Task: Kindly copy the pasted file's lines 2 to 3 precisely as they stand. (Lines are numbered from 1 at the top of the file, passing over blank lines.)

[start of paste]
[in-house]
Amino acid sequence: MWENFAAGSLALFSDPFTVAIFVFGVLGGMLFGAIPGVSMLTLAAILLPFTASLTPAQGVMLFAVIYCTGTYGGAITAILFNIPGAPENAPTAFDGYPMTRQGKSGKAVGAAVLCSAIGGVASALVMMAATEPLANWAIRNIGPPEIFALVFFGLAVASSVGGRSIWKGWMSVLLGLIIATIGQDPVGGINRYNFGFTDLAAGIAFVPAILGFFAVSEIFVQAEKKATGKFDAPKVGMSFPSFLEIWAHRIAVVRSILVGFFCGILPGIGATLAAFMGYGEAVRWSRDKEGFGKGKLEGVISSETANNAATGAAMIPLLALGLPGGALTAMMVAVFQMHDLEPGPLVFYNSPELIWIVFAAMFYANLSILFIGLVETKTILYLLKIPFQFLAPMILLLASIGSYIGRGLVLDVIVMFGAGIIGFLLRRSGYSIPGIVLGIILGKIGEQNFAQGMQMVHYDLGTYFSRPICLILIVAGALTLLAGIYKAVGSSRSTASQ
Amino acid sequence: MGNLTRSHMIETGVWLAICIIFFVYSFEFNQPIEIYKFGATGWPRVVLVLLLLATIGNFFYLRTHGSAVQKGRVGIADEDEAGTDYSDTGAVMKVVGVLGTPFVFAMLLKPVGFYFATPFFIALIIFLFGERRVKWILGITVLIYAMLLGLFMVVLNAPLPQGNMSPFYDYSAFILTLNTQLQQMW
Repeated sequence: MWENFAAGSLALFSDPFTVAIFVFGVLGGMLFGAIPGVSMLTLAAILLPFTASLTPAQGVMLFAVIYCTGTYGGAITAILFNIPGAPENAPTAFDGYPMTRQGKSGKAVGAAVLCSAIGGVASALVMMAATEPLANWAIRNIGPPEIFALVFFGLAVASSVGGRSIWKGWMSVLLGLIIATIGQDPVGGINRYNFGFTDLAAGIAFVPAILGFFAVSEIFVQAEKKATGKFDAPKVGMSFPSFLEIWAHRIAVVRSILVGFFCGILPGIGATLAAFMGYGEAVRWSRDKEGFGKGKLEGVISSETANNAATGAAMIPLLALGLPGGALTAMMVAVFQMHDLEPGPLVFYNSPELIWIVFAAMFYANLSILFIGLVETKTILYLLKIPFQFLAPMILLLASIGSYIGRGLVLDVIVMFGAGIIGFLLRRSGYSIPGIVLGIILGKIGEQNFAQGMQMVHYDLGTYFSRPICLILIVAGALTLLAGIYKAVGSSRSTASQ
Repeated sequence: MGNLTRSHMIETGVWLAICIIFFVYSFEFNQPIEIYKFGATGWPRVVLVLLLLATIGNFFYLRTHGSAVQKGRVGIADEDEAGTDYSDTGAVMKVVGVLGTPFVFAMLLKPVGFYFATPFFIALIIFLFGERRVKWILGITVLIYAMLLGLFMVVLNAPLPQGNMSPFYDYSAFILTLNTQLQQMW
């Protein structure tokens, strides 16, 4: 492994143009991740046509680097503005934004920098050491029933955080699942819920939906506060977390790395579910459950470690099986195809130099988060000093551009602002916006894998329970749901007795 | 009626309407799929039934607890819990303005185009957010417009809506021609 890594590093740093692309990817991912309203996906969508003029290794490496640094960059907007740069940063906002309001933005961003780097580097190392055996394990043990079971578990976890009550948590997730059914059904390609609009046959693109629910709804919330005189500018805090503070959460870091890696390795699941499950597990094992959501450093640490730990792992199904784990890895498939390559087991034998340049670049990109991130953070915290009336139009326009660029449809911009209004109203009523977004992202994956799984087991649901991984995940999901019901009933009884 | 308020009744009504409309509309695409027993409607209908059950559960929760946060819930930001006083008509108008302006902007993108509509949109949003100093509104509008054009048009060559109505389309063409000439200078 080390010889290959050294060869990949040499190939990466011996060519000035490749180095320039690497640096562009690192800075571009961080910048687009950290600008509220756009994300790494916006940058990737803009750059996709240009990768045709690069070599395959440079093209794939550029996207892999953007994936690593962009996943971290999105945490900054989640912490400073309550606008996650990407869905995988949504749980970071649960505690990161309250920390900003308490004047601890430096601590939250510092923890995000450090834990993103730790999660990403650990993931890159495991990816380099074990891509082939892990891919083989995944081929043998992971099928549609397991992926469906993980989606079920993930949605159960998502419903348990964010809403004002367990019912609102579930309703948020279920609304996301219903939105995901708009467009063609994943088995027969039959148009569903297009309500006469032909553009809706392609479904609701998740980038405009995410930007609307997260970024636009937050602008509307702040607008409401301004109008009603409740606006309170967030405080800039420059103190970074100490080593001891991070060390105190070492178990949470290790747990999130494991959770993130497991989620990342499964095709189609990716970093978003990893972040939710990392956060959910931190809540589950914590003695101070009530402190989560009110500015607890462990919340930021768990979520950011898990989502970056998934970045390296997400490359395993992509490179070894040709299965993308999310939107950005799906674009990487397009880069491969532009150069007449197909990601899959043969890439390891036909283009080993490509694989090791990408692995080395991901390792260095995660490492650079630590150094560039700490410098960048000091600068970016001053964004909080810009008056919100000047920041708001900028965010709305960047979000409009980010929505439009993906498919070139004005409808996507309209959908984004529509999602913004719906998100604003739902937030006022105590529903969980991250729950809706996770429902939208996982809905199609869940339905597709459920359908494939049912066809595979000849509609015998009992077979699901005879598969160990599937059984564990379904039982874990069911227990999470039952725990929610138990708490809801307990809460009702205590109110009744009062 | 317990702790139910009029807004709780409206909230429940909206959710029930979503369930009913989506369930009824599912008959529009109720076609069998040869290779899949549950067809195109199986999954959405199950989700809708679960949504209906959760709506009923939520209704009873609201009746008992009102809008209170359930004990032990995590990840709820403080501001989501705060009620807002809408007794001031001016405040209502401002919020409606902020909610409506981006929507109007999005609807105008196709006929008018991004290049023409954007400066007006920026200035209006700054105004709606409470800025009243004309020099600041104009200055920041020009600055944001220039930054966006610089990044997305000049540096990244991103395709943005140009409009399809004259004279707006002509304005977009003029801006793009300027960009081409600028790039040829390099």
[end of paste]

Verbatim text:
Amino acid sequence: MWENFAAGSLALFSDPFTVAIFVFGVLGGMLFGAIPGVSMLTLAAILLPFTASLTPAQGVMLFAVIYCTGTYGGAITAILFNIPGAPENAPTAFDGYPMTRQGKSGKAVGAAVLCSAIGGVASALVMMAATEPLANWAIRNIGPPEIFALVFFGLAVASSVGGRSIWKGWMSVLLGLIIATIGQDPVGGINRYNFGFTDLAAGIAFVPAILGFFAVSEIFVQAEKKATGKFDAPKVGMSFPSFLEIWAHRIAVVRSILVGFFCGILPGIGATLAAFMGYGEAVRWSRDKEGFGKGKLEGVISSETANNAATGAAMIPLLALGLPGGALTAMMVAVFQMHDLEPGPLVFYNSPELIWIVFAAMFYANLSILFIGLVETKTILYLLKIPFQFLAPMILLLASIGSYIGRGLVLDVIVMFGAGIIGFLLRRSGYSIPGIVLGIILGKIGEQNFAQGMQMVHYDLGTYFSRPICLILIVAGALTLLAGIYKAVGSSRSTASQ
Amino acid sequence: MGNLTRSHMIETGVWLAICIIFFVYSFEFNQPIEIYKFGATGWPRVVLVLLLLATIGNFFYLRTHGSAVQKGRVGIADEDEAGTDYSDTGAVMKVVGVLGTPFVFAMLLKPVGFYFATPFFIALIIFLFGERRVKWILGITVLIYAMLLGLFMVVLNAPLPQGNMSPFYDYSAFILTLNTQLQQMW